Sunday, 20 April 2014
"Jeopardy / From The Lion’s Mouth / All Fall Down / BBC Live In Concert" by THE SOUND – A Review Of Their 1980, 1981 and 1982 Korova and Warner Brothers Albums - Now Reissued And Remastered Onto 4CDs By Edsel Of The UK In 2014 With A Bonus BBC Live In Concert Disc & Extras…
Here is a link to AMAZON UK to get this remastered 4CD box set at the best price:
"…Kick Off This Skin…"
When you think about how Joy Division, New Order and of course The Cure have been literally deified in the last 30+ years – it’s odd that London’s The Sound don’t hold that same pedestal. Well I’d argue that this brilliant 4CD Edsel Box Set reissue is not only going to change that - but is also a 2014 reissue of the year. There's a shed load on here - so let’s get to the Post Punk details…
UK released 28 April 2014 - "Jeopardy / From The Lion’s Mouth / All Fall Down / BBC Live In Concert" by THE SOUND on Edsel EDSB 4012 (Barcode 740155401238) is a 4CD Clamshell Mini Box Set of Remasters and breaks down as follows…
Disc 1 (74:11 minutes):
Tracks 1 to 11 are their debut album “Jeopardy” – released November 1980 in the UK on Korova KODE 2
Track 12 is “Physical World” – taken from the “Physical World” EP released independently in the UK on Tortch Records TOR 003 in 1979
Track 13 is “Brute Force” – a 1980 non-album B-side to the UK 7” single for “Heyday” on Korova KOW 10
Tracks 14 to 17 are the “Live Instinct” EP – A Dutch-Only Promo-Only release featuring exclusive live versions of Heartland, Brute Force, Jeopardy and Coldbeat
Tracks 18 to 21 are a BBC Session recorded 26 Sep 1980 for the Mike Read Show broadcast between 6th and 9th of October 1980 and featuring exclusive versions of Heartland, Unwritten Law, Jeopardy and I Can’t Escape Myself
Disc 2 (76:39 minutes):
Tracks 1 to 10 are their 2nd album “From The Lion’s Mouth” – released November 1981 in the UK on Korova KODE 5
Tracks 11 and 13 – “Point Of No Return” and ”Coldbeat” - are the non-album B-sides to the UK 7” single of “Sense Of Purpose” released 1981 on Korova KOW 21
Tracks 12 and 14 – “Hot House” and “New Dark Age (Live)” – are the A&B-sides to a non-album 7” single released 1981 on Korova KOW 23
Tracks 15 to 18 are BBC Sessions recorded for The John Peel Show in November 1981 and are exclusive live versions of Fatal Flaw, Skeletons, Hot House and New Dark Age
Disc 3 (69:19 minutes):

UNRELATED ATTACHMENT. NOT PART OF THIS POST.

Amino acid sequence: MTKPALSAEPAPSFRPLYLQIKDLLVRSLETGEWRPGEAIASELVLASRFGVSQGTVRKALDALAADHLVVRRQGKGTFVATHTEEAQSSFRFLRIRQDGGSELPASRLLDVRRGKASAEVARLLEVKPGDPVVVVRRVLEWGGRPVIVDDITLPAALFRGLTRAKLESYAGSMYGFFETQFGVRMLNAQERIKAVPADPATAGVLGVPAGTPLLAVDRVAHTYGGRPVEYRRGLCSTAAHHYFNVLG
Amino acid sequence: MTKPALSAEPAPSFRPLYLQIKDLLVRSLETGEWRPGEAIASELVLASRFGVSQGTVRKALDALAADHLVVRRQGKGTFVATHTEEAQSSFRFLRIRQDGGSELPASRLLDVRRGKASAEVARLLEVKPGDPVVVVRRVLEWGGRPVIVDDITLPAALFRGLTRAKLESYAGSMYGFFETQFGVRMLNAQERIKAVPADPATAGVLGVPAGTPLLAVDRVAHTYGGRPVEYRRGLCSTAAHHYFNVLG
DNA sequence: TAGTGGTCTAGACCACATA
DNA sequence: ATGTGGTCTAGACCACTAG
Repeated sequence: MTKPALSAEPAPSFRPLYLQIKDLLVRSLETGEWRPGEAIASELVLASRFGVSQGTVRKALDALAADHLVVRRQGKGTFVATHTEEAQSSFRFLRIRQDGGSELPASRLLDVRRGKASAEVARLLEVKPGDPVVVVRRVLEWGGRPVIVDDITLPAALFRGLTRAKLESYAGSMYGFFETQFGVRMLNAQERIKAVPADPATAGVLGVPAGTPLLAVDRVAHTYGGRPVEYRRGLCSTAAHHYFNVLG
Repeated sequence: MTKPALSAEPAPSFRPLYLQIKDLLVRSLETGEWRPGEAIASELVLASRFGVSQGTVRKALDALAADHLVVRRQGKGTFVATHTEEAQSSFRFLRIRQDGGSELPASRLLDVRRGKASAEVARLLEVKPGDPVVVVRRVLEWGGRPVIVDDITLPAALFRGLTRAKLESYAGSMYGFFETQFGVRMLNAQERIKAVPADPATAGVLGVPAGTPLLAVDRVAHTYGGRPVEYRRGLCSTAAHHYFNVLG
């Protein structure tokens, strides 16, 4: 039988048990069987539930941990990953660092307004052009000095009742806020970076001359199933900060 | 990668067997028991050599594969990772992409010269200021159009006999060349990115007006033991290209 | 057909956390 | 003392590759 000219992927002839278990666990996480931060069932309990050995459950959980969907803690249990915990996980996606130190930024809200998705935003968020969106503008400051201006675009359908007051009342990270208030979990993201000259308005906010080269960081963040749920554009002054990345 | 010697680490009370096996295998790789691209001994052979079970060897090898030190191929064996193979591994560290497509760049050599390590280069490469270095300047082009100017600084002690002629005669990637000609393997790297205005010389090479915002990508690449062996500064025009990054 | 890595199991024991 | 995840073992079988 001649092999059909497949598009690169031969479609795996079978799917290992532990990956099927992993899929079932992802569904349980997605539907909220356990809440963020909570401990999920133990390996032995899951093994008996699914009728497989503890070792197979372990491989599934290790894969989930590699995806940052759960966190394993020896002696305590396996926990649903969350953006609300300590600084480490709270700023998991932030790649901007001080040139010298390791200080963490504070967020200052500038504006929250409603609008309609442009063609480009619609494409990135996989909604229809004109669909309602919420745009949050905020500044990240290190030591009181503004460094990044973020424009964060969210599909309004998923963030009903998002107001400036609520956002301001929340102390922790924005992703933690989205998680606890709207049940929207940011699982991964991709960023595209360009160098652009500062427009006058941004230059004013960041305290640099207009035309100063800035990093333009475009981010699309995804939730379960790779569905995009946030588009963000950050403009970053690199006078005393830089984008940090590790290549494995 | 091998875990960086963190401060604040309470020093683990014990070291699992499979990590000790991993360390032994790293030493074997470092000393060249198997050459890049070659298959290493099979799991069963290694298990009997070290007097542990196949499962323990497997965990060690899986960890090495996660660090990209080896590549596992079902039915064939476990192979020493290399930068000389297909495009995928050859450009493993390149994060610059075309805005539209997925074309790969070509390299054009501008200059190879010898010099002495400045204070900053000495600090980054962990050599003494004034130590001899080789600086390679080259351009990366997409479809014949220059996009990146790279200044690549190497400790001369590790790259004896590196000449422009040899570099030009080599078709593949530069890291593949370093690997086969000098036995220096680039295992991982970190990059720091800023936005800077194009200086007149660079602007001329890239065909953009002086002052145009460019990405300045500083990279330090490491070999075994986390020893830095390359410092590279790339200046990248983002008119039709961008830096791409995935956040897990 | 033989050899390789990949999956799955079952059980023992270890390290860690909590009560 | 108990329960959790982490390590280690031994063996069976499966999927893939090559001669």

Tracks 1 to 10 are their 3rd album “All Fall Down” – released December 1982 in the UK on WEA 240019-1
Tracks 11 to 14 are BONUSES from the "All Fall Down” Sessions
Tracks 15 to 18 are the “This Cover Keeps Reality Unreal” EP by KEVIN HEWICK & THE SOUND – a 12” single released February 1984 in the UK on Cherry Red Records 12 CHERRY 76
Disc 4 – BBC LIVE IN CONCERT (61:35 minutes):
Tracks 1 to 8 originally broadcast 21 November 1981
Tracks 9 to 15 originally broadcast 15 June 1985
The mini box set has the 3 original vinyl albums in 5” card repro sleeves with a new card for the fourth BBC set. And the chunky 36-page booklet is fantastically detailed – photos of the albums, inners, 7” singles, record labels, industry adverts, lyrics to all three records and exceptionally good liner notes by TIM PEACOCK (of England’s Record Collector magazine) with contributions from band members. It’s a beautifully presented job.
The remasters by PHIL KINRADE at Alchemy are clean, full of presence and power – and really bring out the original production values of Nick Robbins. It’s edgy and full of menace and angst lyrics – love it. And the BBC live stuff in particular has great gusto - the band in full flight and untethered by studio restrictions.
“Jeopardy” is surely a lost Post Punk classic - opening in high form with “I Can’t Escape Myself” where songwriter Adrian Borland has clearly been listening to Television’s “Marquee Moon” just a little too often (lyrics above). “Missiles” lets the anger rip and the trashy “Heyday” was an obvious if unsuccessful single – but “Unwritten Law” is brilliant and closest to that Joy Division comparison. Fans will love the non-album B-side “Brute Force” on CD at last – kicking like a mule too.
The remaster of “Winning” sees the bass pop out of the speakers as the Echo & The Bunnymen melody works its way into your subconscious (its even a little like early Icehouse). The drums and gangling guitars of “Skeletons” have muscle now - as does the rattling percussion intro to “New Dark Age” sounding like a jungle clarion call. I’m so reminded of Joe Jackson’s anger on “Possession” (“There’s a devil in me trying to show its face…”) and the sheer gloom of “Silent Air” haunts even now.
By the time it got to “All Fall Down” the misery had only slightly abated to allow something as poppy as “Party Of My Mind” – a great Eighties sound and there’s even tenderness in the moody guitar-chug of “Where The Love Is” (“I want to put that smile on your face…”). Side 2 opens with the delicacy of Max Mayers’ Keyboards on “Song And Dance” while the sophisticated “Calling The New Tune” shows real song maturity and a very definite nod towards Depeche Mode. “We Could Go Far” is superb – Indie yet Mainstream.
The live stuff is so much more powerful and exciting – the band lets rip – full of piss and vinegar – with the BBC boffins taping it properly and well. Pete Drummond introduces both sets to a wildly enthusiastic crowd – “Unwritten Law”, “Winning” and “Golden Soldiers” being highlights.
So why didn’t The Sound make it – too doomy – too bleeding miserable – probably. But its because they stuck to their ‘sound’ that they’ve engendered such cult status and real affection. And although the Joy Division comparisons are obvious - they deserve credit 'cause there’s a lot on here to love.
This is a genius reissue and a fan-pleasing offering – well done to all involved…